FIG. 5 is a top cross-sectional view of the load cell shown in FIG. 4 taken along lines 5--5.
FIG. 6 is a perspective view of a load cell consistent with an alternative embodiment of the invention.
FIG. 7 is a side elevational fragmentary view of a load cell consistent with a further alternative embodiment of the invention.
FIG. 8A is a top plan view of a quartz double-ended tuning fork transducer consistent with the invention.
FIG. 8B is a top plan view of an alternative embodiment of a quartz double-ended tuning fork transducer consistent with the invention.
FIG. 9A is a side elevational view of one embodiment of the load cell of the invention seen in FIG. 4 additionally depicting a sealing membrane and stop means.
FIG. 9B is a partial cutaway side elevational view of the load cell of the invention depicted in FIG. 9A in which the sealing membrane and stop means have been cut away.
FIG. 9C is a side elevational view of the load cell of FIG. 3, showing sealing means including sealing compound introduced into the opening of the load cell.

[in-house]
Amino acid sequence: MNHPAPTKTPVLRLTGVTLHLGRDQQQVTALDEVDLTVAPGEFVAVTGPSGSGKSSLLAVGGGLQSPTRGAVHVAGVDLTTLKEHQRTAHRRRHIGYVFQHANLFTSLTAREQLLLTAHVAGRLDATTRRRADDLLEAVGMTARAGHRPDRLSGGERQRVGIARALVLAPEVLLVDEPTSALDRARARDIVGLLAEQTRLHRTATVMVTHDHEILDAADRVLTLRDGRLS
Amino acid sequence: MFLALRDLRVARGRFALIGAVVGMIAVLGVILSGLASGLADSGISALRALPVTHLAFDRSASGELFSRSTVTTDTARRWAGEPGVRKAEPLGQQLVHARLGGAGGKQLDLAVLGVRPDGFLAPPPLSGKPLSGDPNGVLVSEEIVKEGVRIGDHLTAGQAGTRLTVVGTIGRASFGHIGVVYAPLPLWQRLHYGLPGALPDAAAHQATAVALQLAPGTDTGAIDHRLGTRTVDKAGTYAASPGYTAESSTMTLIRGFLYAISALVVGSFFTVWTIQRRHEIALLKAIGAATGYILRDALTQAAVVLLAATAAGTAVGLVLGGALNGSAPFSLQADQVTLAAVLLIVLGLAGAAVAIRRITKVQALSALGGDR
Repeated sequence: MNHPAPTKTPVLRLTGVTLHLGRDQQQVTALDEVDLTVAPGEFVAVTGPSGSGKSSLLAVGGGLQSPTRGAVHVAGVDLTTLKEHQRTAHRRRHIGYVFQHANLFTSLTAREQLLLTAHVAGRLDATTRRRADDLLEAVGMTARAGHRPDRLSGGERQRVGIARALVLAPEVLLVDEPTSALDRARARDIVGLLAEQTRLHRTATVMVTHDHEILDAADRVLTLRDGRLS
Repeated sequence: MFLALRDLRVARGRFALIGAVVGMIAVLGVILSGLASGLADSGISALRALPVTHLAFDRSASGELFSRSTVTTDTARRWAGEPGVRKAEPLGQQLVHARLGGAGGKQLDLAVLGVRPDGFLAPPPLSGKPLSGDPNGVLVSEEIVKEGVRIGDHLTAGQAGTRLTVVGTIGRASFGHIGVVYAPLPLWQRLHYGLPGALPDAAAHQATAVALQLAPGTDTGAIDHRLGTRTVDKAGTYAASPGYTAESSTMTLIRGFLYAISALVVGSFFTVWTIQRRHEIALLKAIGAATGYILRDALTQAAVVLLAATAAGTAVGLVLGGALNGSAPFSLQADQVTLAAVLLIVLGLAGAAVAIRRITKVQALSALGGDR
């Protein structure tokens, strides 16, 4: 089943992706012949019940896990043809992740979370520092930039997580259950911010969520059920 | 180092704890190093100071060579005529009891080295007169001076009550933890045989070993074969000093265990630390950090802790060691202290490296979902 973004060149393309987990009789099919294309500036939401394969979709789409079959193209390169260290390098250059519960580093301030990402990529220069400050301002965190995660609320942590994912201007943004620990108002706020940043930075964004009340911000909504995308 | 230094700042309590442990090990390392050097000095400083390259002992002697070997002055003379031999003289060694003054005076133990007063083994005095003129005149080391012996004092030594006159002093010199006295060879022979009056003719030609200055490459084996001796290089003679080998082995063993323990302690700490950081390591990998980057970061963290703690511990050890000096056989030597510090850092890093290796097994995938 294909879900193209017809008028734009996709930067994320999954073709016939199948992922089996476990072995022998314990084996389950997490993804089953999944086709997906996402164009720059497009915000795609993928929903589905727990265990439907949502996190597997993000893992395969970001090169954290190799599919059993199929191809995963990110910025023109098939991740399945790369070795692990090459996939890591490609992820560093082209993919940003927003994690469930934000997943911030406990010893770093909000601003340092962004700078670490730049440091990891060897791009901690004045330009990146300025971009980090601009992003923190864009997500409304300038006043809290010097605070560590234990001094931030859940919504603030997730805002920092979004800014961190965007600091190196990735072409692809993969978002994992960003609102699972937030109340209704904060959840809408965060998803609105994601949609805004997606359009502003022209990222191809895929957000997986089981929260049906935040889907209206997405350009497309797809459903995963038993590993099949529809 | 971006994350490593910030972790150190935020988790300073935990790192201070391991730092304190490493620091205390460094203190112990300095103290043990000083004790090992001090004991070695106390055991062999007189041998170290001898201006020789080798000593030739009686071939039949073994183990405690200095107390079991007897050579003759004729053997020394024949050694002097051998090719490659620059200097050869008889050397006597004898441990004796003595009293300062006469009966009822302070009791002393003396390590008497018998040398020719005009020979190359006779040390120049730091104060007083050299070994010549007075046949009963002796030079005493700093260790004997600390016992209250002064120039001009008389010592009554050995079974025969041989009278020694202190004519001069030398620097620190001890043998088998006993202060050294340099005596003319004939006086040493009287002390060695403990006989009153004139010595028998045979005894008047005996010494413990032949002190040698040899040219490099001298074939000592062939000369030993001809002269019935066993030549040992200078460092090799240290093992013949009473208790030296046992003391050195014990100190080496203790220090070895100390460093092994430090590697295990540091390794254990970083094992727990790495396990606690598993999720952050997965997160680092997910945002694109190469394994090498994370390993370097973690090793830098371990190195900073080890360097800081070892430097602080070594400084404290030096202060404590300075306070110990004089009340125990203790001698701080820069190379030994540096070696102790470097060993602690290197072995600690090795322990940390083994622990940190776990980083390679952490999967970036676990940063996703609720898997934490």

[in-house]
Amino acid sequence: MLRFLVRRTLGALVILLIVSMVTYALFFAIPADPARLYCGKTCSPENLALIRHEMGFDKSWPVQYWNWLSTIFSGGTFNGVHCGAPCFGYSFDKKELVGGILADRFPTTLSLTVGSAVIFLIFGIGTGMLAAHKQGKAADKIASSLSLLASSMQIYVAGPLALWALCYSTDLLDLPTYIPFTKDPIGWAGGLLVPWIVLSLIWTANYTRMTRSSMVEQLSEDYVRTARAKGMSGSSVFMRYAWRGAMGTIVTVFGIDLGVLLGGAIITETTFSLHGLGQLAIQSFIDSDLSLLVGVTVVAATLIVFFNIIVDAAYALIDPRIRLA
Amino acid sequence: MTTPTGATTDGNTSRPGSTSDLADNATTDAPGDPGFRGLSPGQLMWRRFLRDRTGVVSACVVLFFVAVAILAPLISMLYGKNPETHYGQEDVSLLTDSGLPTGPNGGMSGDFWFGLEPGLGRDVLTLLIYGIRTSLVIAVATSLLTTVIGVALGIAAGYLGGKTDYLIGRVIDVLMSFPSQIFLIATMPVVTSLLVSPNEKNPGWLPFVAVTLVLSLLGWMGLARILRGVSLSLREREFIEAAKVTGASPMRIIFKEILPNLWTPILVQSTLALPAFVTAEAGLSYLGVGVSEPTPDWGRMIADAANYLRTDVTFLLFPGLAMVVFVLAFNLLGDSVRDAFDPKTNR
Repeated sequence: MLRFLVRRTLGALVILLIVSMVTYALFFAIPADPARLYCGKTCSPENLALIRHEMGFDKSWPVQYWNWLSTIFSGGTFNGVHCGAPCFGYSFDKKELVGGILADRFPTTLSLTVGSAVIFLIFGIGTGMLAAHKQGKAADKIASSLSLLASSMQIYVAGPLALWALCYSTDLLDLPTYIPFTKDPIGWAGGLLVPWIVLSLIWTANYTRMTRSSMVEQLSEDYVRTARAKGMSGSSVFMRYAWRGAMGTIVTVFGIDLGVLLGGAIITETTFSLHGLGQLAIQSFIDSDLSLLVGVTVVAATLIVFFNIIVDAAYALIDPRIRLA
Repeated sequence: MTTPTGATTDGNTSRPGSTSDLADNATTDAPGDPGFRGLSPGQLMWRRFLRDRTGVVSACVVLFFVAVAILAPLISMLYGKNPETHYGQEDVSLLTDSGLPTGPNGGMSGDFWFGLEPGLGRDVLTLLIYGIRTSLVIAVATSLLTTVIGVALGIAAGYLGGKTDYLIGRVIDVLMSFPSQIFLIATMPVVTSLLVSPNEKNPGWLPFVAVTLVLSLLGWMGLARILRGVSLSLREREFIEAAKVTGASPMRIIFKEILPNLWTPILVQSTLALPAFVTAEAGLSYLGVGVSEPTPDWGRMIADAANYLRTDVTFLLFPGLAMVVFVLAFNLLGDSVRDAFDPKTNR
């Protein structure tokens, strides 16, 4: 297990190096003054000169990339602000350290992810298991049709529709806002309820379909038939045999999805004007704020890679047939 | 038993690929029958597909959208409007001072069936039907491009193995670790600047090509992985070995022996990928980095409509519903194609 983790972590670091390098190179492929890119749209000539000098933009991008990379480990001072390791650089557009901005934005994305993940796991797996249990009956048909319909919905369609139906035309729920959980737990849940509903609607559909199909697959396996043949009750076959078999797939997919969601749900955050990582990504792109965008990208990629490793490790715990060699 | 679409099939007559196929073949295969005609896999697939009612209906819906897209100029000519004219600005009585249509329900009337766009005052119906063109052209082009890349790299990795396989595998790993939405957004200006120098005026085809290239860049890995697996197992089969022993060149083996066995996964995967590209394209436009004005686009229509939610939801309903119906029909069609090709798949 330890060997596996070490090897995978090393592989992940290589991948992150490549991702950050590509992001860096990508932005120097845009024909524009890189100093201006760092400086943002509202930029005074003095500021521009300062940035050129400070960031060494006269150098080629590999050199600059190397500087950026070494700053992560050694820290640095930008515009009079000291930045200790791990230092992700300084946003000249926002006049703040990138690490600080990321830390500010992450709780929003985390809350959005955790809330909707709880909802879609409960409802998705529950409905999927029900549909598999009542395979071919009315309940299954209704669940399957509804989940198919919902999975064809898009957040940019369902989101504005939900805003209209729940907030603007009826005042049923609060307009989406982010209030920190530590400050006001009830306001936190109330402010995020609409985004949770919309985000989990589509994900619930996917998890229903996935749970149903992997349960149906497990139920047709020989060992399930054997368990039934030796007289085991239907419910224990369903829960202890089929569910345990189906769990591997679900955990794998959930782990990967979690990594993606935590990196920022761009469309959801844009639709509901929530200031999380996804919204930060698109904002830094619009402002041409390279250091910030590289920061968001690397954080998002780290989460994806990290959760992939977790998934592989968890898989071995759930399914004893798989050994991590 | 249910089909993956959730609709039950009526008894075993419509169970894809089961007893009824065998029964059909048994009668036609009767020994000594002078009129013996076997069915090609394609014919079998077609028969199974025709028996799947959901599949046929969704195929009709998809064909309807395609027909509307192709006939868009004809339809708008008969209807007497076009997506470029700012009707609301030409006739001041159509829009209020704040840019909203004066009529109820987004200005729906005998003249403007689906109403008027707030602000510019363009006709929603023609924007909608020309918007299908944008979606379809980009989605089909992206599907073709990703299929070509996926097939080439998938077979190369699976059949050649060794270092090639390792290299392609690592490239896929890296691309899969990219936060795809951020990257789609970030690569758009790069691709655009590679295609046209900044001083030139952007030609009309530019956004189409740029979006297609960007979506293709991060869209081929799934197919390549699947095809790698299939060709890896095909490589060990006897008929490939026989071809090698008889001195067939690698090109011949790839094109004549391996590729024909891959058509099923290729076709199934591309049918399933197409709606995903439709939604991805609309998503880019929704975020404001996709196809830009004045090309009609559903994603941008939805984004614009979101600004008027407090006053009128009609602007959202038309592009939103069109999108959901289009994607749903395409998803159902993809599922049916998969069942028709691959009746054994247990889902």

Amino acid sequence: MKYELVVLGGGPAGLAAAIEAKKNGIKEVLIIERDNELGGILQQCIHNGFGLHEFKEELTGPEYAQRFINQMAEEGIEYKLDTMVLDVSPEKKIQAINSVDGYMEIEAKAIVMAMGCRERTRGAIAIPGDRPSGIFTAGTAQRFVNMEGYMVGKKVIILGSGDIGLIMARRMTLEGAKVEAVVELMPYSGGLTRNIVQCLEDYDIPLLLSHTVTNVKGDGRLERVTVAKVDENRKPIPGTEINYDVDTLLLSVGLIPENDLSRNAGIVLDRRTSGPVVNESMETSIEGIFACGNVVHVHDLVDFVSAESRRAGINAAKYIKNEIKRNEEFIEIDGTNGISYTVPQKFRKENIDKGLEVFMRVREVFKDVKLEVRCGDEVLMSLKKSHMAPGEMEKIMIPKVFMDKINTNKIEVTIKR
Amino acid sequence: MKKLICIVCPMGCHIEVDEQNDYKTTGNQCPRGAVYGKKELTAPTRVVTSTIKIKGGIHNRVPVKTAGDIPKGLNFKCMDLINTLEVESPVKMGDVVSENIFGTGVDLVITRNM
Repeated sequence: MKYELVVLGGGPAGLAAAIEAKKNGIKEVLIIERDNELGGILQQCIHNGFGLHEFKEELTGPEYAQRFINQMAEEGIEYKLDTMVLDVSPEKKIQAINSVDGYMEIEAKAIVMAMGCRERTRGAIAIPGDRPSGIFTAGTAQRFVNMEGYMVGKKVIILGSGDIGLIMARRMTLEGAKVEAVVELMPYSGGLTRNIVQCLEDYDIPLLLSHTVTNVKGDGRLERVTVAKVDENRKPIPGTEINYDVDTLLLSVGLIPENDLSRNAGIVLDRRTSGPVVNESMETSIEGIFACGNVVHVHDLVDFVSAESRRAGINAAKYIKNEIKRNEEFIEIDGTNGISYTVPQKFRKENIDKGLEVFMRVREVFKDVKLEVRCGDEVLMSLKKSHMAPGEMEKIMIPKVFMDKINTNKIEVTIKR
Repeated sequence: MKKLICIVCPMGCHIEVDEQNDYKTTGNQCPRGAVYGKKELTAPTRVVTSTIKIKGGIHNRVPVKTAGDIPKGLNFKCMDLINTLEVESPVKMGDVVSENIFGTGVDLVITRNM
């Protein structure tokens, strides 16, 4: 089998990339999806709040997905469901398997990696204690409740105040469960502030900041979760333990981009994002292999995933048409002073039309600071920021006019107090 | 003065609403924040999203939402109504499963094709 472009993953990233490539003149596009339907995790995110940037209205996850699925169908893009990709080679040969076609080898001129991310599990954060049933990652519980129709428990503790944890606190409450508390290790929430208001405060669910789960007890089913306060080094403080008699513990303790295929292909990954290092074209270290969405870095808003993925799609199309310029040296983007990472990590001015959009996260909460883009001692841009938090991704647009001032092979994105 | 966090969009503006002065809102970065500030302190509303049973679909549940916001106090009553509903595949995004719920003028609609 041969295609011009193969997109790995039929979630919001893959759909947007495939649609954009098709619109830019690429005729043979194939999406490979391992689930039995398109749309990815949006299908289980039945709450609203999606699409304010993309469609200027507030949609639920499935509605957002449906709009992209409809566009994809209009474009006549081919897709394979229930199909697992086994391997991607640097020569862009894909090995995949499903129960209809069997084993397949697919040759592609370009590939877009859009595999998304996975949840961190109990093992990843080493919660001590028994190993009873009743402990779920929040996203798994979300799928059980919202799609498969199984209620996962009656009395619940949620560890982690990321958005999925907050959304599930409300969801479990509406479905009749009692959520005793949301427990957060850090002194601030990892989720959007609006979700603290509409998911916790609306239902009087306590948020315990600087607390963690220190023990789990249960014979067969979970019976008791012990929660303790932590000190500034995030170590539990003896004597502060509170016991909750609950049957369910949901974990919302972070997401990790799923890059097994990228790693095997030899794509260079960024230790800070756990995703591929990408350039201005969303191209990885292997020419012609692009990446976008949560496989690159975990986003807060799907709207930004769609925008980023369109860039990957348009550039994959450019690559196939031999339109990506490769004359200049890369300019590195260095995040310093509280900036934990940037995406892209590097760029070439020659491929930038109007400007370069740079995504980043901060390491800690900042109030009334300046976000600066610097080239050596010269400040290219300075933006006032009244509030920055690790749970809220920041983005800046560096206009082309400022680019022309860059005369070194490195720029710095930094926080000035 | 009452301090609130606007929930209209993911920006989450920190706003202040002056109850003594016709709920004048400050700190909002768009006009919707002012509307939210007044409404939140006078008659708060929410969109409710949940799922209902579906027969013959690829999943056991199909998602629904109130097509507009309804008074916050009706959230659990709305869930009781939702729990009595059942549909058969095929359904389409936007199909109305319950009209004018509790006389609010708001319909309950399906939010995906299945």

FIG. 10 is a functional block diagram of a load cell controller for use in the counting scale of FIG. 1, consistent with one preferred embodiment of the invention.
FIG. 11 is a schematic block diagram of a preferred hardware configuration of the load cell controller depicted in FIG. 10.
FIG. 12 is a schematic block diagram of the connections between the microprocessor, EPROM, and FPGA shown in FIG. 11.
FIG. 13 is a schematic block diagram showing the read/write decoder circuit in FIG. 11.
FIG. 14 is a schematic block diagram of the clock circuit shown in FIG. 11.
FIG. 15 is a schematic block diagram of the voltage regulator circuit shown in FIG. 11.
FIG. 16 is a schematic block diagram of the tension oscillator driving circuit shown in FIG. 11.
FIG. 17 is a schematic block diagram of a load cell bus for the counting scale of FIG. 1, consistent with a preferred embodiment of the invention.
FIG. 18 is a schematic block diagram of the RS485 communications block shown in FIG. 11.
FIG. 19 is a functional block diagram depicting a preferred internal configuration of the FPGA shown in FIG. 11.